A Media Interpretation and Reception Lab (MIRLab) that will allow researchers to study how people interact with media will soon have a home at Cape Breton University (CBU). Dr. Ian Brodie, Associate Professor of Folklore and Dr. Rubina Ramji, Associate Professor of Philosophy and Religious Studies, have been awarded $111,310 from the Canada Foundation for Innovation (CFI) Leader’s Opportunity Fund to construct this innovative space.
“This is a great vote of confidence from CFI for the type of research that Dr. Ramji, my partner on this grant, and I are conducting at Cape Breton University. We are both investigating the impact media has on issues of self-perception, and how viewers are actively and critically engaged in interpreting the multiple messages that all forms of media – from music to film to videogames – communicate,” says Dr. Brodie.
The MIRLab will be the only research infrastructure of its kind in Eastern Canada, with only a few in the world being similar. What is innovative about this lab is its capability to engage in both qualitative and quantitative research. It will provide what folklorists and ethnologists refer to as an induced natural context for viewing media. For participants the lab will be like watching television at a neighbour’s house: unlike a classroom setting with media capabilities, the lab is a comfortable and familiar space for doing the sort of media consumption that is done in the home. The lab is designed to facilitate both the research participants’ engagement with media and the researchers’ engagement with the other participants.
The lab will have easily moveable furniture so researchers and participants can quickly reassemble the area from a media watching space to a conversation pit. Built in cameras and microphones will unobtrusively record free-flowing interviews and discussions with little to no set-up required. Moreover, by recording directly to a server, the files can be easily accessed by the researchers.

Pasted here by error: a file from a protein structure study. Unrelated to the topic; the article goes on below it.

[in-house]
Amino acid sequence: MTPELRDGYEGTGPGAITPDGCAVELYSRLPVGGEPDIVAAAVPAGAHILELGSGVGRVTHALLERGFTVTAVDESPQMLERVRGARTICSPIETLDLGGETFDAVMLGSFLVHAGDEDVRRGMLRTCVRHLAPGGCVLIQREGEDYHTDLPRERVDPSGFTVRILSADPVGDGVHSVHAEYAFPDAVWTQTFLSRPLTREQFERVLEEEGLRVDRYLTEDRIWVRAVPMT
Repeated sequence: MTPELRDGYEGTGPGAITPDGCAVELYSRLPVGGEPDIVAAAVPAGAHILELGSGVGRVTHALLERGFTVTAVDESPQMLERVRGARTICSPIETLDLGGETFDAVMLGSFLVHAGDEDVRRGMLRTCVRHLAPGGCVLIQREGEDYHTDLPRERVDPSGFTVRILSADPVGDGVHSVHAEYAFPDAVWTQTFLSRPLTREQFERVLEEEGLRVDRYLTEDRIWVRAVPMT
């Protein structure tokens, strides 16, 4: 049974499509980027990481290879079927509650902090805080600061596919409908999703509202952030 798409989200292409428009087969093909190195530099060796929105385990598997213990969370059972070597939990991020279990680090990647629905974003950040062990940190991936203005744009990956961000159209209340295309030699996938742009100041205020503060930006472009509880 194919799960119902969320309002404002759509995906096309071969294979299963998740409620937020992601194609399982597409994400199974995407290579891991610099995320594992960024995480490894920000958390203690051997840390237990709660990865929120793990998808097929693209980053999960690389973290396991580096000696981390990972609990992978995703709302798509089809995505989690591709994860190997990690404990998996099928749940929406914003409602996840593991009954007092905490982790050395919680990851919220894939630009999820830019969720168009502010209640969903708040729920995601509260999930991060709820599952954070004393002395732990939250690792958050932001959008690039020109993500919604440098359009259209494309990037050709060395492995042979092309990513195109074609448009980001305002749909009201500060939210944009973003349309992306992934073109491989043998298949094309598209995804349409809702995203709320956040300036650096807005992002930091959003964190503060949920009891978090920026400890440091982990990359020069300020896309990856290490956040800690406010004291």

“Awards by national funding bodies make it possible for our researchers to enhance their research programs by helping with infrastructure that supports the innovative work being conducted at CBU. These spaces offer opportunities for collaborative projects and add value to the diverse research culture found on campus. Funding also helps us provide students with access to top facilities where they can engage in research that will prepare them for their future endeavours,” says Dr. Dale Keefe, Dean Research and Graduate Studies.
The lab also presents great opportunity for collaborative work with many disciplines, in addition to Dr. Brodie’s research into the collective nature of experiencing certain forms of mediated performance such as his interest in stand-up comedy. The lab also holds great potential for work being conducted by Dr. Ramji, whose research will concentrate on understanding the impact of the role of visual media on religious identity. The objective of her research is to extend the question of religion’s role in the lives of Canada’s more recent immigrant populations by assessing the conditions and media influences of religious identity formation, especially among Muslim immigrants, in small homogenous host populations.
“The investments being announced today for Cape Breton University will further enhance our country’s reputation as a destination of choice for outstanding researchers,” said Dr. Gilles G. Patry, President and CEO of the CFI. “They will make our universities even more competitive when it comes to attracting the best and brightest researchers from around the world.”
For more information on research at CBU visit www.cbu.ca/research.